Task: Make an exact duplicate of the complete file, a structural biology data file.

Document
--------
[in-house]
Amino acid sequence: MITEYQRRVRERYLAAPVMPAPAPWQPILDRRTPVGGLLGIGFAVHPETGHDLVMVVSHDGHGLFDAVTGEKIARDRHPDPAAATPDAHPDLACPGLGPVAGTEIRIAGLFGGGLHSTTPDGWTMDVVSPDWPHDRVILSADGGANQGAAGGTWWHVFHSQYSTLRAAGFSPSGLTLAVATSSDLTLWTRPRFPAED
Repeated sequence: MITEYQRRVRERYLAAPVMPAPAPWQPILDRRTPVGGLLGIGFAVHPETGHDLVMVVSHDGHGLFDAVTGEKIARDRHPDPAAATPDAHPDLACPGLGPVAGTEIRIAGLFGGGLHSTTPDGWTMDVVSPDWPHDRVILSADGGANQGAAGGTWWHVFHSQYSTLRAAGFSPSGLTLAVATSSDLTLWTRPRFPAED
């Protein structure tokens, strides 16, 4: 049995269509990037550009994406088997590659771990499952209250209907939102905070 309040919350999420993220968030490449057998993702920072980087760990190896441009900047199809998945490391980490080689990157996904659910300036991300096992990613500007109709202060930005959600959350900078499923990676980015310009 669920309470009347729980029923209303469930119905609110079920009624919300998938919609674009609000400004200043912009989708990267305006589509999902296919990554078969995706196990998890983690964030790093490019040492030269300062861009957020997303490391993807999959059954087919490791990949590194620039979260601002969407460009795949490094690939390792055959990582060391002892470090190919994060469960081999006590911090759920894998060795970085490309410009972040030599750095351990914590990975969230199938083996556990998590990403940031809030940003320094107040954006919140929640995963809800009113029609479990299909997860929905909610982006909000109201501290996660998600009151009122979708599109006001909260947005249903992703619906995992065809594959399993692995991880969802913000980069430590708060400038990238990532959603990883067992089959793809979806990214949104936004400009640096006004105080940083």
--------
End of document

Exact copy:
[in-house]
Amino acid sequence: MITEYQRRVRERYLAAPVMPAPAPWQPILDRRTPVGGLLGIGFAVHPETGHDLVMVVSHDGHGLFDAVTGEKIARDRHPDPAAATPDAHPDLACPGLGPVAGTEIRIAGLFGGGLHSTTPDGWTMDVVSPDWPHDRVILSADGGANQGAAGGTWWHVFHSQYSTLRAAGFSPSGLTLAVATSSDLTLWTRPRFPAED
Repeated sequence: MITEYQRRVRERYLAAPVMPAPAPWQPILDRRTPVGGLLGIGFAVHPETGHDLVMVVSHDGHGLFDAVTGEKIARDRHPDPAAATPDAHPDLACPGLGPVAGTEIRIAGLFGGGLHSTTPDGWTMDVVSPDWPHDRVILSADGGANQGAAGGTWWHVFHSQYSTLRAAGFSPSGLTLAVATSSDLTLWTRPRFPAED
């Protein structure tokens, strides 16, 4: 049995269509990037550009994406088997590659771990499952209250209907939102905070 309040919350999420993220968030490449057998993702920072980087760990190896441009900047199809998945490391980490080689990157996904659910300036991300096992990613500007109709202060930005959600959350900078499923990676980015310009 669920309470009347729980029923209303469930119905609110079920009624919300998938919609674009609000400004200043912009989708990267305006589509999902296919990554078969995706196990998890983690964030790093490019040492030269300062861009957020997303490391993807999959059954087919490791990949590194620039979260601002969407460009795949490094690939390792055959990582060391002892470090190919994060469960081999006590911090759920894998060795970085490309410009972040030599750095351990914590990975969230199938083996556990998590990403940031809030940003320094107040954006919140929640995963809800009113029609479990299909997860929905909610982006909000109201501290996660998600009151009122979708599109006001909260947005249903992703619906995992065809594959399993692995991880969802913000980069430590708060400038990238990532959603990883067992089959793809979806990214949104936004400009640096006004105080940083």